A teacher hasn’t taught until the student has learned. With the gospel, learning is used by the Spirit to produce change – in our thinking, our desires, and our activities. So it makes sense to see what the product looks like. It also makes sense to assess the perceived impact our efforts have made.
By Robert Palmer. When the church’s children receive the sacramental sign and seal of identification with God’s earthly people, the covenant community is expressing both a longing and a commitment. From the youngest to the oldest, God’s people are promising to give themselves to a lifestyle characterized by self-emptying.
Both parents and church are responsible to take seriously the covenant promises of God. This means to nurture and disciple the children with great care, with all the beliefs and hopes that they are among the children of God.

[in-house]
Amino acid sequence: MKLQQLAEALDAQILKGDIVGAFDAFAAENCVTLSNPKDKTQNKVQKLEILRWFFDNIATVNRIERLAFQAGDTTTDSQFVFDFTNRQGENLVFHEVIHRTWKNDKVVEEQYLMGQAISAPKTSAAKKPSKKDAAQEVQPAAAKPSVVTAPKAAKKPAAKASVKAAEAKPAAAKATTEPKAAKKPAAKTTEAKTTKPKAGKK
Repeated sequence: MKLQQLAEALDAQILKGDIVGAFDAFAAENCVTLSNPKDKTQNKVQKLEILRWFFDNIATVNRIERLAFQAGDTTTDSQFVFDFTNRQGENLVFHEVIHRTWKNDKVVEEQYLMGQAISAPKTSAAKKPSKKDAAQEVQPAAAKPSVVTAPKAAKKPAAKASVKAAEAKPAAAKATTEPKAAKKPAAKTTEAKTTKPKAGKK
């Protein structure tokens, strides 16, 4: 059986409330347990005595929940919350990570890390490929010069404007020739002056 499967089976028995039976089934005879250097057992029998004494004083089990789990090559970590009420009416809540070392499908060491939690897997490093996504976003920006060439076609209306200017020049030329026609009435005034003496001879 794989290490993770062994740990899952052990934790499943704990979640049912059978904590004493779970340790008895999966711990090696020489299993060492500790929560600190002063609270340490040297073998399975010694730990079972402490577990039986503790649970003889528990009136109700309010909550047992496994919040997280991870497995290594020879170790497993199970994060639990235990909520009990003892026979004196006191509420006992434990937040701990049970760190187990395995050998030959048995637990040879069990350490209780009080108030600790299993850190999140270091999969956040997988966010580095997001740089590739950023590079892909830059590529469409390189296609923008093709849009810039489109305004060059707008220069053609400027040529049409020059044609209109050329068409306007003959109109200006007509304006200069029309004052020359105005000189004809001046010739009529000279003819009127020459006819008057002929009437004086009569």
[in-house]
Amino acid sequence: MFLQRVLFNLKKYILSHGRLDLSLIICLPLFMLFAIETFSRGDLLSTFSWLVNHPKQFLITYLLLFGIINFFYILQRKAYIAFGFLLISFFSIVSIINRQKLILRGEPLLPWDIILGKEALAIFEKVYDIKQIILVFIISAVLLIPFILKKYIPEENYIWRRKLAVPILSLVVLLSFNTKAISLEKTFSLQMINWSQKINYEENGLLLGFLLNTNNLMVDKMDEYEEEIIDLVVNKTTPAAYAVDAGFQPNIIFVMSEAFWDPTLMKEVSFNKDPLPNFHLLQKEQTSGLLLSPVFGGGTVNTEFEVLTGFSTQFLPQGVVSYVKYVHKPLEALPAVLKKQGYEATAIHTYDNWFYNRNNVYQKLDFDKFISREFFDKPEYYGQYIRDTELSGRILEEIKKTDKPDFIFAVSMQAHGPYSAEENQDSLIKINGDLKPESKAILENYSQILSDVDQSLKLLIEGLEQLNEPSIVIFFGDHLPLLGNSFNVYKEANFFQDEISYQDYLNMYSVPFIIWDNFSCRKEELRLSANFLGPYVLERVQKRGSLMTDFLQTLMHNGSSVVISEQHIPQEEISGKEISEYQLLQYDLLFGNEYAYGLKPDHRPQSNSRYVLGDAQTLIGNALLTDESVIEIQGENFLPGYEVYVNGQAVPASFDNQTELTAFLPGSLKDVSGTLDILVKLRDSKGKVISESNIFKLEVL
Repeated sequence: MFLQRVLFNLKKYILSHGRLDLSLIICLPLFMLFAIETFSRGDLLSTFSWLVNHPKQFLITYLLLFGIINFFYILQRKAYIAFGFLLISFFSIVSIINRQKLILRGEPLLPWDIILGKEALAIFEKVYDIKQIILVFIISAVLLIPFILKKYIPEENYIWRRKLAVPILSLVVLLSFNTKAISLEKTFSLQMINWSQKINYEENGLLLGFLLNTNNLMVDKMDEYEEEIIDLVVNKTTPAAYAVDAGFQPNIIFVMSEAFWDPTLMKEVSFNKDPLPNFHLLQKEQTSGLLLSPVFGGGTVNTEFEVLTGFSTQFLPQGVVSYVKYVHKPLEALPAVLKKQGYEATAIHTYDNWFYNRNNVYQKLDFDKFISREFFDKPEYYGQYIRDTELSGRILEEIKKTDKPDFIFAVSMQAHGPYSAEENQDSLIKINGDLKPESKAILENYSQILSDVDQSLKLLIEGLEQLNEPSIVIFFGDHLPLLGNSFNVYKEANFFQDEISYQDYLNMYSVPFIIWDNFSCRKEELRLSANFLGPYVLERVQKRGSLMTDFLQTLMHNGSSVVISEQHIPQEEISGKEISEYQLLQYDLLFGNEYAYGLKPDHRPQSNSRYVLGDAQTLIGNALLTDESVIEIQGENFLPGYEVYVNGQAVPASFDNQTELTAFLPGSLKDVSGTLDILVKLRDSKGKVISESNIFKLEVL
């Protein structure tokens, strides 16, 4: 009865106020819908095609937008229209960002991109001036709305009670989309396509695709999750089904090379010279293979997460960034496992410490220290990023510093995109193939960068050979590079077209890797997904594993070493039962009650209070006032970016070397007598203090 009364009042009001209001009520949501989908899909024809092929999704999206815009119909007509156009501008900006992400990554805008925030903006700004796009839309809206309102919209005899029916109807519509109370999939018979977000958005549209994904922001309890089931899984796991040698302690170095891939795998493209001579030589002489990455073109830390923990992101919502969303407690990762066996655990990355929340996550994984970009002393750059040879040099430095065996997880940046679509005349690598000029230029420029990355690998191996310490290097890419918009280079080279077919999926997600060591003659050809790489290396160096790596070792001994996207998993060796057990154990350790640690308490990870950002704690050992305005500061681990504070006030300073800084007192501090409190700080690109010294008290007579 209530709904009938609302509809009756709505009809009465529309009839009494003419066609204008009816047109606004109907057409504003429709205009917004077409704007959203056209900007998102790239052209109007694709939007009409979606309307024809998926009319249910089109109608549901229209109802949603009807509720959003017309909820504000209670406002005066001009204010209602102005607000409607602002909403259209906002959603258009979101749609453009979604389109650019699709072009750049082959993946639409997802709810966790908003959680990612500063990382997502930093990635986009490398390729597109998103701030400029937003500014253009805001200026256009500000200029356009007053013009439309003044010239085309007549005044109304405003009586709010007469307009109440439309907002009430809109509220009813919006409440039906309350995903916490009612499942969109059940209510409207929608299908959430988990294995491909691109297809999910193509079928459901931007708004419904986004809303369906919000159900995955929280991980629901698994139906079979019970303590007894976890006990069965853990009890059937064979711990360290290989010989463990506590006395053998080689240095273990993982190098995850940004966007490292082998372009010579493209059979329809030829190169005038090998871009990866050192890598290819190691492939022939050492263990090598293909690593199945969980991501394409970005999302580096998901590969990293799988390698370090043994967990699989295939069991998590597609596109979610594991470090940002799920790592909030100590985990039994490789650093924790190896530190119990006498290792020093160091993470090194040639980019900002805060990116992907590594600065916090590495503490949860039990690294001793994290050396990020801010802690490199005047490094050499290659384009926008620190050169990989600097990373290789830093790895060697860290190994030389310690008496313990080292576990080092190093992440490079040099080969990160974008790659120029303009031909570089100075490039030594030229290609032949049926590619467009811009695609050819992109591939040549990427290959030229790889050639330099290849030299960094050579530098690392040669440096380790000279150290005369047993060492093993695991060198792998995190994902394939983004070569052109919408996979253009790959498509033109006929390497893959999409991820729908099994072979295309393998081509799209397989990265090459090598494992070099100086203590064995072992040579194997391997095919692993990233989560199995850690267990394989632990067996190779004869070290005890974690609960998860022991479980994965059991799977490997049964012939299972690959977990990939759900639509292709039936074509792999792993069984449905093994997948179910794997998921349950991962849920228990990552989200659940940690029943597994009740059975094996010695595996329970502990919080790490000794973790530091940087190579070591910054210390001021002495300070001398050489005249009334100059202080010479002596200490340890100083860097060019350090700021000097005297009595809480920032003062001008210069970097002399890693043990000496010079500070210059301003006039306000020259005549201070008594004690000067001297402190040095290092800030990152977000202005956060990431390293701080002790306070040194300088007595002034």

By Judy Bryson. For some children, Pioneer Clubs may be the only Christian activity they are exposed to. Others may find it a harmonious reinforcement to what they have been taught at home and church.
Whenever the Session sets out to make plans for the future, they must take great care to give themselves to earnest and fervent prayer that the Lord would grant wisdom and power to carry out their plan for His glory.
While leaders in the church must be concerned about the purity of the faith and shepherding God’s people, they need to be people of vision who know how to set direction for the church’s ministry, communicate that clearly to the church, and through training and guidance, help each member know where he or she fits in that overall ministry.